The glaring problem is that there is little evidence free ports in developed economies actually create new jobs. For sure, manufacturers may well locate there to exploit the low tax environment. But whether these are actually new jobs, or relocated jobs from somewhere else, isn’t demonstrated by the Tory free port enthusiasts. The sober analysis from trade experts at Sussex University’s Trade Policy Observatory, predictably, suggests otherwise. Congressional reports into the US free port experience found limited evidence that the Free Trade Zones created any new jobs, rather than taking them from elsewhere. The main benefits of US Free Trade Zones has been to simply allow the import of more goods at lower tariff rates. And the forecast UK jobs boost claimed by Mace is based on a comparison with widely dispersed industry in the US. As Neil Lee at the LSE points out, the UK is small in comparison, so “everything is closer together” and any economic benefits are limited.
In other words, what free ports largely do is shuffle jobs and activity around. In a classic zero-sum game, jobs emerge in one place at the expense of another. And by creating a space in which the benefits of public spending—from the roads and railways to the well-educated local workforce—are not paid for by companies exploiting them, free ports are a sponge on the system. A recent European Union report found that free ports, with their deliberately weakened regulations, were a magnet for tax avoidance and money laundering. Like any other brood parasite, free ports demand care from their hosts, but contribute little in return.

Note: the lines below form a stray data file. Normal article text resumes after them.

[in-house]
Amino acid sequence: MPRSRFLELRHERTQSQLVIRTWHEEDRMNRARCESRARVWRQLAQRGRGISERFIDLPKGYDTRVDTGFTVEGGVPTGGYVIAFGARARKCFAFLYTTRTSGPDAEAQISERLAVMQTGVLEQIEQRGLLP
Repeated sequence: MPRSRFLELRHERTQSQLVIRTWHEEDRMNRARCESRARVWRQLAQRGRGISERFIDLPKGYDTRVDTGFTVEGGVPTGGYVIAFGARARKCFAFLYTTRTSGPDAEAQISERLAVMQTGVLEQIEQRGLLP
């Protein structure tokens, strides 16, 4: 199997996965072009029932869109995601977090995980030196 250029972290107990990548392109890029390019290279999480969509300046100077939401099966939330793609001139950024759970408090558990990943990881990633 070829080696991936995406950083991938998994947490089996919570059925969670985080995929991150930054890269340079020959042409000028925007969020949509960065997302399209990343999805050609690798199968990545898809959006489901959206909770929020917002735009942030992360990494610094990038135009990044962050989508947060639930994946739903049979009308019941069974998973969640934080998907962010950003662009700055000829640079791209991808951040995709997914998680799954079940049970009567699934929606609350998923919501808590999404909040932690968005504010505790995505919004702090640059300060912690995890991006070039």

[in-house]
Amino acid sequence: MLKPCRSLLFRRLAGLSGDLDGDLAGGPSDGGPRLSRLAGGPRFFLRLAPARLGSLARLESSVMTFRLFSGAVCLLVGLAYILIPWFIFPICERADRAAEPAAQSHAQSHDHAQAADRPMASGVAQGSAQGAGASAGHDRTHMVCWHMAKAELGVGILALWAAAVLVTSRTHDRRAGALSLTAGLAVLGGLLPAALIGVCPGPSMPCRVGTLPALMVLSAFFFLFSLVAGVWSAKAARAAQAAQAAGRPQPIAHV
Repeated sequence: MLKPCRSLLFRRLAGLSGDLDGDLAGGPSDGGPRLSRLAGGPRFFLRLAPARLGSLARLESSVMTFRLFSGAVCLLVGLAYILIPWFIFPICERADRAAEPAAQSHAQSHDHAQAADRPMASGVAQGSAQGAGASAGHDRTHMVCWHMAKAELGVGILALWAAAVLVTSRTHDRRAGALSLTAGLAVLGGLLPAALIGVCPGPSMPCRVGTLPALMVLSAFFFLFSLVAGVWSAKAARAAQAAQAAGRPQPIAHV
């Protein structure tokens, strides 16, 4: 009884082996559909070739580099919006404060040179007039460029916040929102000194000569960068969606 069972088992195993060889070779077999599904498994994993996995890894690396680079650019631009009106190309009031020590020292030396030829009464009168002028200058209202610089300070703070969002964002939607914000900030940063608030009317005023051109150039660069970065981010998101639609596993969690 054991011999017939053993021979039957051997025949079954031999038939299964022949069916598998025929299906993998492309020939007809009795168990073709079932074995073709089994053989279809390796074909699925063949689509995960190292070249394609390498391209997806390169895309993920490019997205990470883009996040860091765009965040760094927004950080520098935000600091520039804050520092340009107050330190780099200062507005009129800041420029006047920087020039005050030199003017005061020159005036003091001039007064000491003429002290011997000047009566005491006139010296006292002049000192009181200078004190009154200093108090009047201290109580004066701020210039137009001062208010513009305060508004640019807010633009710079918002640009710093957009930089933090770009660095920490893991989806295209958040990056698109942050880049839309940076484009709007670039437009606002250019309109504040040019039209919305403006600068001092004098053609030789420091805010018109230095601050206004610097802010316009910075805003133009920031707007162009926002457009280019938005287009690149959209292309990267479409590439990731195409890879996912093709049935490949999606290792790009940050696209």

But in the UK context it is hard not to detect something more sinister lurking here. There is little doubt that we face a government of the hard Right: from the “Britannia Unchained” enthusiasts in the Cabinet, to the appointment of Nietzschean creative destruction fan Dominic Cummings as advisor to the Prime Minister, this is a government that would dearly love to apply its slash-and-burn economic principles in the creation of new, leaner, meaner Britain stripped of its sloppy attachments to the welfare state and its egalitarian leanings. It would be a “national neoliberalism,” cut for a world in which the global structures are disintegrating but red in tooth and claw British capitalism survives.
Alas, like those on the cutting edge of neoliberalism before them, Britons remain attached to the notion that there is “such a thing as society”. Despite the best efforts of Thatcher and her successors over forty years, we have never lost our collective commitment to the NHS, public spending, or broadly redistributive taxation. Cynicism about big business prevails, whilst public service—even public ownership—is popular. To simply remove all this would invite a confrontation that a frankly weak government, in a weak body politic, would not want to take on. So instead of a direct assault on these deeply-entrenched values, other routes to the same destination are taken. Make a “success” of free ports, do so on a grand scale, have it talked up by a press that may not ask too many questions, and you can start to chew away at the social support for social provision in Britain.
Lurking in the deep, the cuckoo catfish doesn’t only demand care for its children from its hosts. When the eggs hatch, its larvae will eat their young.